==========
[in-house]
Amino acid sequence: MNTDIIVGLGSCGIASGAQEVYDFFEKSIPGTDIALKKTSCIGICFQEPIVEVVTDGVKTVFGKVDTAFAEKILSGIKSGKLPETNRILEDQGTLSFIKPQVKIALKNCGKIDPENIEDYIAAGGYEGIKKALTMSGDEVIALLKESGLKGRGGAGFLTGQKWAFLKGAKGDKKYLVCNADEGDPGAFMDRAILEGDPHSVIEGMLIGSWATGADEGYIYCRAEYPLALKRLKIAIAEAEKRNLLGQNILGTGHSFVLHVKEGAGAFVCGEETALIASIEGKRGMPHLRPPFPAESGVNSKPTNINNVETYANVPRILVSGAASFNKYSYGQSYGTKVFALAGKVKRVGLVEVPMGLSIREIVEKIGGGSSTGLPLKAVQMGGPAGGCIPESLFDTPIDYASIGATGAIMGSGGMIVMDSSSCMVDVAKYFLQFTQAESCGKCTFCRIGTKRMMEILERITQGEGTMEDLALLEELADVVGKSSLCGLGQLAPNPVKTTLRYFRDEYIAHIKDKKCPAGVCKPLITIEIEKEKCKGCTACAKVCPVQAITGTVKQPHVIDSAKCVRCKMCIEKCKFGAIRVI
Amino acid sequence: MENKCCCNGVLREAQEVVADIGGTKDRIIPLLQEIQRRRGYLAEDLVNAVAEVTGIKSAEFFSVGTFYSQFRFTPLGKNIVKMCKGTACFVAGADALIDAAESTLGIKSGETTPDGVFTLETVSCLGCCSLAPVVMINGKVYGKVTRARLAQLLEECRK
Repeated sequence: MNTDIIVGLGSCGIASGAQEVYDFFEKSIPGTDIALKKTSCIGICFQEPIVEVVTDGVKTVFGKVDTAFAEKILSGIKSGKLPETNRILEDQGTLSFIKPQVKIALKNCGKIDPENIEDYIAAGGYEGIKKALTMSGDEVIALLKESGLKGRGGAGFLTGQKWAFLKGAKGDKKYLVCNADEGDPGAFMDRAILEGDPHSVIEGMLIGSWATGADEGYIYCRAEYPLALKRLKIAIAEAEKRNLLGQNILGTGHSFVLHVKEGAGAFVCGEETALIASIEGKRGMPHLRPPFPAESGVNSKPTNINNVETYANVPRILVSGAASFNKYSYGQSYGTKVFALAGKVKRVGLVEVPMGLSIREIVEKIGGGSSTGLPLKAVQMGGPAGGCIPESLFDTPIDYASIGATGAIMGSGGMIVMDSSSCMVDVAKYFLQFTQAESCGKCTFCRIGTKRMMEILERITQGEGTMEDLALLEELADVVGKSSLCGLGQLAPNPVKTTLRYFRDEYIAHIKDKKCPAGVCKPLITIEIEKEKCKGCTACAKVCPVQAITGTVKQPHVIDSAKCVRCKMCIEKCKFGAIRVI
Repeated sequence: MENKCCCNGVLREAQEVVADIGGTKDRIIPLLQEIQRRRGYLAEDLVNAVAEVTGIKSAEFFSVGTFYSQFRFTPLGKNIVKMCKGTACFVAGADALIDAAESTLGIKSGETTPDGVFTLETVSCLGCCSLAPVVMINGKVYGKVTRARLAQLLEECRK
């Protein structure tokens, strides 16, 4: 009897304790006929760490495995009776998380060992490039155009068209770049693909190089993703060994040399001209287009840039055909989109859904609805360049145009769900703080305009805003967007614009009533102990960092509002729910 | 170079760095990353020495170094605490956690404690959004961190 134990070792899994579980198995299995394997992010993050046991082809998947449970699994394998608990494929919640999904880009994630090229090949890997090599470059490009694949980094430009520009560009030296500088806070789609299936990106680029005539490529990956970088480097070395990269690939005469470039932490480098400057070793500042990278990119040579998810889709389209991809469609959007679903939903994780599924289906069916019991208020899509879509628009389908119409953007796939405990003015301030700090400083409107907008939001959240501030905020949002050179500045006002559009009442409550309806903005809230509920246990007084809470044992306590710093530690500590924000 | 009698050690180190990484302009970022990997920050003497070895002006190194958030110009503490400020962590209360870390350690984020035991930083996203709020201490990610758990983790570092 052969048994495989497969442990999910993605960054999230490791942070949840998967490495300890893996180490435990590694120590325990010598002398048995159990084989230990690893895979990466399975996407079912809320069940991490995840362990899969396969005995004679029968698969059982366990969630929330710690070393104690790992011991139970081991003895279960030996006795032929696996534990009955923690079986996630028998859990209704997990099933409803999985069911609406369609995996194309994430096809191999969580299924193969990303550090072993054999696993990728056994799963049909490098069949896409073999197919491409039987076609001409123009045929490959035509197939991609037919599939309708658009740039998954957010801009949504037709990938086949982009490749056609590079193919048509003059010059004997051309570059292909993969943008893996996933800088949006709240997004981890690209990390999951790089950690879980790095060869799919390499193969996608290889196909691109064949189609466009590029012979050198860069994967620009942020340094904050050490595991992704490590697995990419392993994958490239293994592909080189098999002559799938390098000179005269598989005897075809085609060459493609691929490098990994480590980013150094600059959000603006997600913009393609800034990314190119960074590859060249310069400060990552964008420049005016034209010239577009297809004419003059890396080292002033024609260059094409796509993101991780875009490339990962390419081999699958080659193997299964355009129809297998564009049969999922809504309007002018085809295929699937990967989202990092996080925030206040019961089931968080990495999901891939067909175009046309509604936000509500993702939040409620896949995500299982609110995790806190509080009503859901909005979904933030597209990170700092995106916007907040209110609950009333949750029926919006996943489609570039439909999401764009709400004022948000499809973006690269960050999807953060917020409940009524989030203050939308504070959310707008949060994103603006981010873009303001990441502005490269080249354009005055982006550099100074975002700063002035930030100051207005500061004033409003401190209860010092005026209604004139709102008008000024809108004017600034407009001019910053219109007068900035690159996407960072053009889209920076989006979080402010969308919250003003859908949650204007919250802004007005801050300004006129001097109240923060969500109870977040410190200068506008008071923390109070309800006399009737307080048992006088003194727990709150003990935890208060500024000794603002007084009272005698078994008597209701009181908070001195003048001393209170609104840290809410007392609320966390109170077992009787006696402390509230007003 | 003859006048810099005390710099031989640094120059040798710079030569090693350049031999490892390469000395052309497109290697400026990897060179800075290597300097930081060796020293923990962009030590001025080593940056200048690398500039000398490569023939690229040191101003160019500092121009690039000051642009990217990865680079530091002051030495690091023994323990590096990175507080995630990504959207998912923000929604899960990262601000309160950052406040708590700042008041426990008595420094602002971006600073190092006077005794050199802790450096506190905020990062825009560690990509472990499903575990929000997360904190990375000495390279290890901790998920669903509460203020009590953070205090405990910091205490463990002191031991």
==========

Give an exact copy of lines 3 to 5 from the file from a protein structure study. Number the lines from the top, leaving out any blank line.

Amino acid sequence: MENKCCCNGVLREAQEVVADIGGTKDRIIPLLQEIQRRRGYLAEDLVNAVAEVTGIKSAEFFSVGTFYSQFRFTPLGKNIVKMCKGTACFVAGADALIDAAESTLGIKSGETTPDGVFTLETVSCLGCCSLAPVVMINGKVYGKVTRARLAQLLEECRK
Repeated sequence: MNTDIIVGLGSCGIASGAQEVYDFFEKSIPGTDIALKKTSCIGICFQEPIVEVVTDGVKTVFGKVDTAFAEKILSGIKSGKLPETNRILEDQGTLSFIKPQVKIALKNCGKIDPENIEDYIAAGGYEGIKKALTMSGDEVIALLKESGLKGRGGAGFLTGQKWAFLKGAKGDKKYLVCNADEGDPGAFMDRAILEGDPHSVIEGMLIGSWATGADEGYIYCRAEYPLALKRLKIAIAEAEKRNLLGQNILGTGHSFVLHVKEGAGAFVCGEETALIASIEGKRGMPHLRPPFPAESGVNSKPTNINNVETYANVPRILVSGAASFNKYSYGQSYGTKVFALAGKVKRVGLVEVPMGLSIREIVEKIGGGSSTGLPLKAVQMGGPAGGCIPESLFDTPIDYASIGATGAIMGSGGMIVMDSSSCMVDVAKYFLQFTQAESCGKCTFCRIGTKRMMEILERITQGEGTMEDLALLEELADVVGKSSLCGLGQLAPNPVKTTLRYFRDEYIAHIKDKKCPAGVCKPLITIEIEKEKCKGCTACAKVCPVQAITGTVKQPHVIDSAKCVRCKMCIEKCKFGAIRVI
Repeated sequence: MENKCCCNGVLREAQEVVADIGGTKDRIIPLLQEIQRRRGYLAEDLVNAVAEVTGIKSAEFFSVGTFYSQFRFTPLGKNIVKMCKGTACFVAGADALIDAAESTLGIKSGETTPDGVFTLETVSCLGCCSLAPVVMINGKVYGKVTRARLAQLLEECRK